Telling The Bees

A poem by Frederic William Moorman

On many Yorkshire farms it was perhaps still is the custom to tell the bees when a death had taken place in the family. The hive had to be put into mourning, and when the arval, or funeral feast, was held, after the return from the grave, small portions of everything eaten or drunk had to be given to the bees in a saucer. Failure to do this meant either the death or departure of the bees.


Whisht! laatle bees, sad tidings I bear,
Bees, bees, murmurin' low;
Cauld i' his grave ligs your maister dear,
Bees, bees, murmurin' low.
Nea mair he'll ride to t' soond o' t' horn,
Nea mair he'll fettle his sickle for t' corn.
Nea mair he'll coom to your skep of a morn,
Bees, bees, murmurin' low.

Muther sits cryin' i' t' ingle nook,
Bees, bees, murmurin' low;
Parson's anent her wi' t' Holy Book,
Bees, bees, murmurin' low.
T' mourners are coom, an' t' arval is spread,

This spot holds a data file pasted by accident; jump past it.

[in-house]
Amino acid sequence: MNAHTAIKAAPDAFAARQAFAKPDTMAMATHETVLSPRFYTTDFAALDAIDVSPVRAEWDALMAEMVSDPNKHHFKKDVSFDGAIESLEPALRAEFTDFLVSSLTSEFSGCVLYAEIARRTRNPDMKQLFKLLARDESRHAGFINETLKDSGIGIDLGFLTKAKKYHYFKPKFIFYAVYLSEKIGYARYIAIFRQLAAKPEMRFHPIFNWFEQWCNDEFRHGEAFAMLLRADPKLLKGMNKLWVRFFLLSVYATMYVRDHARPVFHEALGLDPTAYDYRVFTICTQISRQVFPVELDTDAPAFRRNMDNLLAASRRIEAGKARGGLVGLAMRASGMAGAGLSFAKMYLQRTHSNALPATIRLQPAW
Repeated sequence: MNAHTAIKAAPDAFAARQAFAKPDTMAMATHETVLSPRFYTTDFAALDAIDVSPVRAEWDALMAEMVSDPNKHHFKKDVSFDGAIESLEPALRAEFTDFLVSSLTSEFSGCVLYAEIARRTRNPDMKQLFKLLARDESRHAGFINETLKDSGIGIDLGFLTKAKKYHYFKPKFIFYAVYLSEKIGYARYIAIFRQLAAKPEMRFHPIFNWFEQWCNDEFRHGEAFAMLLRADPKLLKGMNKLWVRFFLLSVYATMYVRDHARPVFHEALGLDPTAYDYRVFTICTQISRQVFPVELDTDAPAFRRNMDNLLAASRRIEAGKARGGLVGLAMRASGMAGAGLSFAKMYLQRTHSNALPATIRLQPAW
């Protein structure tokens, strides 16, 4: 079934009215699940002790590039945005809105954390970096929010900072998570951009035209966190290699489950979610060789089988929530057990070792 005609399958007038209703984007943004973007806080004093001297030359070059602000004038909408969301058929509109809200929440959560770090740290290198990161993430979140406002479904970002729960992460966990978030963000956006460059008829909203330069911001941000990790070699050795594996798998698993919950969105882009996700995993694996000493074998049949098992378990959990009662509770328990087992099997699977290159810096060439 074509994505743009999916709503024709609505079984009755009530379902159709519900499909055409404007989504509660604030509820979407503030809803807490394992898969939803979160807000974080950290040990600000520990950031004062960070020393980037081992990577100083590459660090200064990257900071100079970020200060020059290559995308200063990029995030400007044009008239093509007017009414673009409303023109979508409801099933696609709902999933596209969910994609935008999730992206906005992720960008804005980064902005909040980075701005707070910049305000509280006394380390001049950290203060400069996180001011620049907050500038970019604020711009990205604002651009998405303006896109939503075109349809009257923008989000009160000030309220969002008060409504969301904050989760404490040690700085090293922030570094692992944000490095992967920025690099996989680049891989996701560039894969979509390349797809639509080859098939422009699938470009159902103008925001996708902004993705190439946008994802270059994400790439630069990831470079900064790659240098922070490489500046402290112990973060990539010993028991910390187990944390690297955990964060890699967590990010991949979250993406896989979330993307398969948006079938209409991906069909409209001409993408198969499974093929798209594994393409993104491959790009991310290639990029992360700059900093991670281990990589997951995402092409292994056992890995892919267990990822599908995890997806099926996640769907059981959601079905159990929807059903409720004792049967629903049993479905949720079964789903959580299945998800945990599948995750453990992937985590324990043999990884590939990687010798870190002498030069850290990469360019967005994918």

Cakes fresh frae t' yoon,(1) an' fine havver-bread.
But toom'(2) is t' seat at t' table-head,
Bees, bees, murmurin' low.

Look, conny(3) bees, I's winndin' black crape,
Bees, bees, murmurin' low;
Slowly an' sadly your skep I mun drape,
Bees, bees, murmurin' low.
Else you will sicken an' dwine(4) reet away,
Heart-brokken bees, now your maister is clay;
Or, mebbe, you'l leave us wi' t' dawn o' t' day,
Bees, bees, murmurin' low.

Sitha! I bring you your share o' our feast,
Bees, bees, murmurin' low;
Cakes an' yal(5) an' wine you mun taste,
Bees, bees, murmurin' low.
Gie some to t' queen on her gowlden throne,
There's foison to feed both worker an' drone;
Oh! dean't let us fend for oursels alone;
Bees, bees, murmurin' low.

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